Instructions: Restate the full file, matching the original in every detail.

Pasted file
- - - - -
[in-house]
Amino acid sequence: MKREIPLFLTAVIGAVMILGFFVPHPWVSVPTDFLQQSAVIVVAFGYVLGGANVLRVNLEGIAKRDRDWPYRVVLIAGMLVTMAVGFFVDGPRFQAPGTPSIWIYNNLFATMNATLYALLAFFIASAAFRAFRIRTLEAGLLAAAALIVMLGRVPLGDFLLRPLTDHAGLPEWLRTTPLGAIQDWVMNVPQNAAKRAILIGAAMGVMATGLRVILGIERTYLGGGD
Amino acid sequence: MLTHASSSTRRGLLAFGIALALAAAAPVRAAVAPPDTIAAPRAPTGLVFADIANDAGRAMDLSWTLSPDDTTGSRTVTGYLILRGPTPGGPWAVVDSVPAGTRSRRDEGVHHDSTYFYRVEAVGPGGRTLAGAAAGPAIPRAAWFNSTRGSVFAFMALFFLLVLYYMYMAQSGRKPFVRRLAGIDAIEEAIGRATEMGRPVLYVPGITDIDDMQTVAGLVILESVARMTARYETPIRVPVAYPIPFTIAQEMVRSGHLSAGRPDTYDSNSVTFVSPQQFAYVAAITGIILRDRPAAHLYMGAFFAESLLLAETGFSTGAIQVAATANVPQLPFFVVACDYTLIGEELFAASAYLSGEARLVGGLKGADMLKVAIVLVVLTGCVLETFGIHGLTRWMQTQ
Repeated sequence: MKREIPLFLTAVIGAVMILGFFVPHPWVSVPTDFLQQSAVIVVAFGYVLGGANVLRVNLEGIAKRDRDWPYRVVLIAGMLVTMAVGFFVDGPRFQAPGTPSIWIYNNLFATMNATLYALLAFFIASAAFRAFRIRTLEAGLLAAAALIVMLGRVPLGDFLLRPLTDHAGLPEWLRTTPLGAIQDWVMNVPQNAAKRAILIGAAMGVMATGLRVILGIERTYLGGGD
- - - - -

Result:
[in-house]
Amino acid sequence: MKREIPLFLTAVIGAVMILGFFVPHPWVSVPTDFLQQSAVIVVAFGYVLGGANVLRVNLEGIAKRDRDWPYRVVLIAGMLVTMAVGFFVDGPRFQAPGTPSIWIYNNLFATMNATLYALLAFFIASAAFRAFRIRTLEAGLLAAAALIVMLGRVPLGDFLLRPLTDHAGLPEWLRTTPLGAIQDWVMNVPQNAAKRAILIGAAMGVMATGLRVILGIERTYLGGGD
Amino acid sequence: MLTHASSSTRRGLLAFGIALALAAAAPVRAAVAPPDTIAAPRAPTGLVFADIANDAGRAMDLSWTLSPDDTTGSRTVTGYLILRGPTPGGPWAVVDSVPAGTRSRRDEGVHHDSTYFYRVEAVGPGGRTLAGAAAGPAIPRAAWFNSTRGSVFAFMALFFLLVLYYMYMAQSGRKPFVRRLAGIDAIEEAIGRATEMGRPVLYVPGITDIDDMQTVAGLVILESVARMTARYETPIRVPVAYPIPFTIAQEMVRSGHLSAGRPDTYDSNSVTFVSPQQFAYVAAITGIILRDRPAAHLYMGAFFAESLLLAETGFSTGAIQVAATANVPQLPFFVVACDYTLIGEELFAASAYLSGEARLVGGLKGADMLKVAIVLVVLTGCVLETFGIHGLTRWMQTQ
Repeated sequence: MKREIPLFLTAVIGAVMILGFFVPHPWVSVPTDFLQQSAVIVVAFGYVLGGANVLRVNLEGIAKRDRDWPYRVVLIAGMLVTMAVGFFVDGPRFQAPGTPSIWIYNNLFATMNATLYALLAFFIASAAFRAFRIRTLEAGLLAAAALIVMLGRVPLGDFLLRPLTDHAGLPEWLRTTPLGAIQDWVMNVPQNAAKRAILIGAAMGVMATGLRVILGIERTYLGGGD